Notes and Editorial Reviews
Madwoman, psychotic fisherman, the ghost of a child abuser, and Shakespearian drag queen. These bespoke roles, and the rest, suggest that Peter Pears’s significant other could mobilize an interesting sense of humor to go with the love and admiration. Maybe Pears took comfort in the prospect of becoming an onstage Aschenbach. In the event, friends suggested the huge scale of the lead singing part in Death in Venice might kill him. The response of the significant other was hardly comforting: Britten suggested that if the opera killed his partner, there could hardly be a better way to go! Philip Langridge, heroically accurate, holds a steadier line than Pears throughout the score, and his vocal death on the beach is moving, beautifully sung,
and pathetic at the same time. Before then, the whole Chandos team has given us one hell of a gondola trip for two-and-a-half hours. Better than any video production, this set steers the mind’s eye through Britten’s bewildering, dreamlike maze of modernist canals, gamelan bridges, and philosophical claustrophobia.
Maybe Richard Hickox is getting bored with praise, but here’s some more. This is another major achievement for him, taped last year in Blackheath Concert Halls. Sound is spectacular and real, with well-considered, subtle dramatic production. Nothing is overstated by anyone, but the dynamic grading is a marvel. The score was Britten’s most extended instrumental masterpiece since The Prince of the Pagodas, and Hickox relates the oppressive atmosphere to Busoni’s Faust (strongly), as well as to Berg, Mahler, and West-Coasters like Lou Harrison. The opera, qua opera, is problematic, given the simple story and persistent memories of the Visconti movie, about which the composer seemed rather snobbish. For music theater, op. 88 amounts to a serious stab at the implications of the Mann novella, crafted by Britten and Myfanwy Piper to offer constant commentary on itself as it proceeds, in the truest tradition of early 20th-century modernist discourse. The seriousness of the achievement is a triumph, but it can seem rather glum and slow, while the distanced and detached chorus underlines the point in grey. Tricky business, composing dreariness, decay, death, and dubious impulse. Britten pulled it off, and goodness me, this is an adult piece of work.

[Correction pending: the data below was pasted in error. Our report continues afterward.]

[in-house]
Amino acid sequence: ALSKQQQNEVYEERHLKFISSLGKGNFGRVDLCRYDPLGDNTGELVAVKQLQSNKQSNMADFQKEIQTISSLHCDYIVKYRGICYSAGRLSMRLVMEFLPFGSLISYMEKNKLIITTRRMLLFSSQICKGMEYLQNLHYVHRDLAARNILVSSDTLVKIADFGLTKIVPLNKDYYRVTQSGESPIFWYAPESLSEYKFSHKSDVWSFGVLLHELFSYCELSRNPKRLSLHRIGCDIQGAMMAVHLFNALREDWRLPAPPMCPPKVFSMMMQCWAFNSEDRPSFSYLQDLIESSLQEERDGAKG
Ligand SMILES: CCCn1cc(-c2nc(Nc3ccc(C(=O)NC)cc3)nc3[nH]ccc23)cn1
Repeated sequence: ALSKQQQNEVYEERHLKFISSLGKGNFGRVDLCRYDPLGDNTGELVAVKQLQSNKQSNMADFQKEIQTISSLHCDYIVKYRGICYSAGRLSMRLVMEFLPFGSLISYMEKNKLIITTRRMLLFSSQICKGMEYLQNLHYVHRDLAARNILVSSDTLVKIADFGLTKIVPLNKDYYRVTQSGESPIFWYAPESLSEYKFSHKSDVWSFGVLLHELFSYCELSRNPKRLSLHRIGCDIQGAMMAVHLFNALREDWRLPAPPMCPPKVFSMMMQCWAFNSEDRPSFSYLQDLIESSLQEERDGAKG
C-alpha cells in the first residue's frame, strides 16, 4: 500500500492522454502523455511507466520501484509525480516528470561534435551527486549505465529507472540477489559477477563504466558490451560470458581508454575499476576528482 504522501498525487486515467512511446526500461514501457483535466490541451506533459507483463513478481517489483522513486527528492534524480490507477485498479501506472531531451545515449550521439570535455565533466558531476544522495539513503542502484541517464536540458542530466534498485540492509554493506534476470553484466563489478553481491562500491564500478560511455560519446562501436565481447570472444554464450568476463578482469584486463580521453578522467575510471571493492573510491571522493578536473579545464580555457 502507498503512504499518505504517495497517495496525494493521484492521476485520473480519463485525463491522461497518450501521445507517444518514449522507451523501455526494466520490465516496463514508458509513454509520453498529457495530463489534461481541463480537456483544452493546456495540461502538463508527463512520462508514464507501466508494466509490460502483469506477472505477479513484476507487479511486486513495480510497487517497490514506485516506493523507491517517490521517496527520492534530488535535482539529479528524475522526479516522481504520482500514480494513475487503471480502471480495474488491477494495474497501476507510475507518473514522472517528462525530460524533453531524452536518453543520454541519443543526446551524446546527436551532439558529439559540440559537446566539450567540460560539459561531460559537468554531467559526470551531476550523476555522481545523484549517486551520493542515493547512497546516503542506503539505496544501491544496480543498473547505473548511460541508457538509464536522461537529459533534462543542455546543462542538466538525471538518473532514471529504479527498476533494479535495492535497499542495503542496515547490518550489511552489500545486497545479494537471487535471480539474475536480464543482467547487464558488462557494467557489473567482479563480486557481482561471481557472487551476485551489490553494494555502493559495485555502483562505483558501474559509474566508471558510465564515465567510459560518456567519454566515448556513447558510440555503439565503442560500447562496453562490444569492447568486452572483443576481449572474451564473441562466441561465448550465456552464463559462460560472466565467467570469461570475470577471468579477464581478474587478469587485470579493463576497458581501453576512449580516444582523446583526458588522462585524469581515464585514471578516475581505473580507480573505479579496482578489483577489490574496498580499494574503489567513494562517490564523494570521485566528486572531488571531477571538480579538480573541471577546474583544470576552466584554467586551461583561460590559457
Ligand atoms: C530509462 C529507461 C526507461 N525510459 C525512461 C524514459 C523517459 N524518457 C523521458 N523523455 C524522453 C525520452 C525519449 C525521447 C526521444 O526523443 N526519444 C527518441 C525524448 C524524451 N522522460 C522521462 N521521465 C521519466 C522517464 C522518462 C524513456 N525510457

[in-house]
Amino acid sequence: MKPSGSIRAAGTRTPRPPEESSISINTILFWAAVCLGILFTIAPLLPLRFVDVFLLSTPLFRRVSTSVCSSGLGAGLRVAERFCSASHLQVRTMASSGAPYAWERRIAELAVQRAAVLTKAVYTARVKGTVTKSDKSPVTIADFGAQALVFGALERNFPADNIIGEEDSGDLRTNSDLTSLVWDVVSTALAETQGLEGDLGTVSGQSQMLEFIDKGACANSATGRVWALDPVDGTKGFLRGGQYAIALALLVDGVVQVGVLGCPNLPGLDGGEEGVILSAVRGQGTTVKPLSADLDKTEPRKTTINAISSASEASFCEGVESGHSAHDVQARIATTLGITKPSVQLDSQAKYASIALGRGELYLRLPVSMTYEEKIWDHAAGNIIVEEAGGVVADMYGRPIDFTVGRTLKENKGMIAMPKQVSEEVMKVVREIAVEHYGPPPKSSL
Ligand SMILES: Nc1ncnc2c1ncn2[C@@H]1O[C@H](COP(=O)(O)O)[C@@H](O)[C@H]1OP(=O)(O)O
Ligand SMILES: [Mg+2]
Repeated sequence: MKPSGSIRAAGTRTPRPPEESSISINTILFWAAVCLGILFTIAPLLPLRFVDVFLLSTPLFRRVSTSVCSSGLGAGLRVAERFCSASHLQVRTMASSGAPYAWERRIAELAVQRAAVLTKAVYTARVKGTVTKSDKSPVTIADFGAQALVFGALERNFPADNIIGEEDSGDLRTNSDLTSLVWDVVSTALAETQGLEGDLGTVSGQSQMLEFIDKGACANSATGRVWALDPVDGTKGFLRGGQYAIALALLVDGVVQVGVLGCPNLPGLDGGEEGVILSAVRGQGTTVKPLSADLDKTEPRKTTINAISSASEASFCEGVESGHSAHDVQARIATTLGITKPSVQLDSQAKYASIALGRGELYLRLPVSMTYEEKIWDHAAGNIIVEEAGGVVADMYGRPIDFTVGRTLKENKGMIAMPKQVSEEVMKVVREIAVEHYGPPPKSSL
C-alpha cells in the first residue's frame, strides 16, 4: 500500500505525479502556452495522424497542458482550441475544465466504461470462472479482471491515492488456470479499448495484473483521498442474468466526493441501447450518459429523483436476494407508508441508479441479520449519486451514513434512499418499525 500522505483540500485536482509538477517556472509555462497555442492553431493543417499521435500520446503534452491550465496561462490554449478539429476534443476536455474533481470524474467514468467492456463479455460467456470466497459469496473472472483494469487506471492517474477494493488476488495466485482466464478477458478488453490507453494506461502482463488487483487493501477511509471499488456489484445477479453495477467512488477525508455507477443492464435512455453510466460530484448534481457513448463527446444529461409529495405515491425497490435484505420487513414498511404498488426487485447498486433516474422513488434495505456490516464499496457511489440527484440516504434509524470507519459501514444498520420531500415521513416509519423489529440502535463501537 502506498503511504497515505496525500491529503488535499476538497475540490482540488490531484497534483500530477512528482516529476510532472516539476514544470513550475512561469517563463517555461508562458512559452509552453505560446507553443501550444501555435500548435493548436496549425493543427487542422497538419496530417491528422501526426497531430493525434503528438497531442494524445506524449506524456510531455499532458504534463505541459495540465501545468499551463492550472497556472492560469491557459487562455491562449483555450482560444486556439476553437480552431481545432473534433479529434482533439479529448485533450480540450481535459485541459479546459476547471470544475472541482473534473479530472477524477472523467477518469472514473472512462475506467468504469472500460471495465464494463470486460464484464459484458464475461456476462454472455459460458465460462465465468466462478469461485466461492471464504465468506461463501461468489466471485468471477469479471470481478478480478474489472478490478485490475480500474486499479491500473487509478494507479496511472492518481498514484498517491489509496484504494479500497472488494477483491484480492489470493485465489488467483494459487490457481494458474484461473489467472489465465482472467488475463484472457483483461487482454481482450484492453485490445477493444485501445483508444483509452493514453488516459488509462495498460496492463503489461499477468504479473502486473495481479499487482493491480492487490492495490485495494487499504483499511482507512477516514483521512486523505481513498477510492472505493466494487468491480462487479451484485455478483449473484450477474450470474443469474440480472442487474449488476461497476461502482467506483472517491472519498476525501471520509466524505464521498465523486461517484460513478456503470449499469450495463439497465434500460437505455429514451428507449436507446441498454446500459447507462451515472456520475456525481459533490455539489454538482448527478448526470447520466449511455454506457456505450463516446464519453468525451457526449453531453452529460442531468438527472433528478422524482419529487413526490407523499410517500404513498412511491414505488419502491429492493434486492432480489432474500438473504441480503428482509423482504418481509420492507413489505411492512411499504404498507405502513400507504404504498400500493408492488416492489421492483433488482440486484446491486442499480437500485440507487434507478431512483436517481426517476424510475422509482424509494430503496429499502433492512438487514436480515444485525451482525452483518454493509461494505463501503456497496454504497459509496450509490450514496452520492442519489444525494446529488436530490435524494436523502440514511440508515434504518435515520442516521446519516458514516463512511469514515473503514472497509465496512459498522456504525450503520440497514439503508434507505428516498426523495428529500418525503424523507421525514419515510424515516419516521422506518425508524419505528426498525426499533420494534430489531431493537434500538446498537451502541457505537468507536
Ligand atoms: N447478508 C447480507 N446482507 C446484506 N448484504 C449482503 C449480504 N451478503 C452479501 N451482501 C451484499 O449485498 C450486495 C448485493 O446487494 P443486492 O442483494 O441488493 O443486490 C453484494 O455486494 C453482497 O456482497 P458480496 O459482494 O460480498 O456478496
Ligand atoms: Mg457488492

Grown-up miracles from Alan Opie in his many roles, reeling Langridge in, and from Michael Chance, as the score becomes kind of unearthly, without relief. Sharp playing all round. Bedford’s set on Decca is sharp, too. It forms a vital part of the history of a work that can seem to lack any sort of sympathetic character. Yet, banal as this might seem, the closer I get to my own death, the more this music means. It grows deeper as I get older and less sure. The links seem clear, now, to mainstream Italian opera and to Stravinsky (Pétroushka, even, in scene 10), who was buried in Venice as Britten was contemplating his own last big theatrical shout. It’s with this new Hickox set of Death in Venice that your humble critic would choose to float away.
Paul Ingram, FANFARE
Works on This Recording
Death in Venice, Op. 88 by Benjamin Britten
Philip Langridge (Tenor),
Alan Opie (Baritone),
Michael Chance (Countertenor)
City of London Sinfonia,
Period: 20th Century
Written: 1973; England
Venue: Blackheath Halls, London, England
Length: 151 Minutes 29 Secs.
Notes: Blackheath Halls, London, England (07/21/2004 - 07/24/2004)
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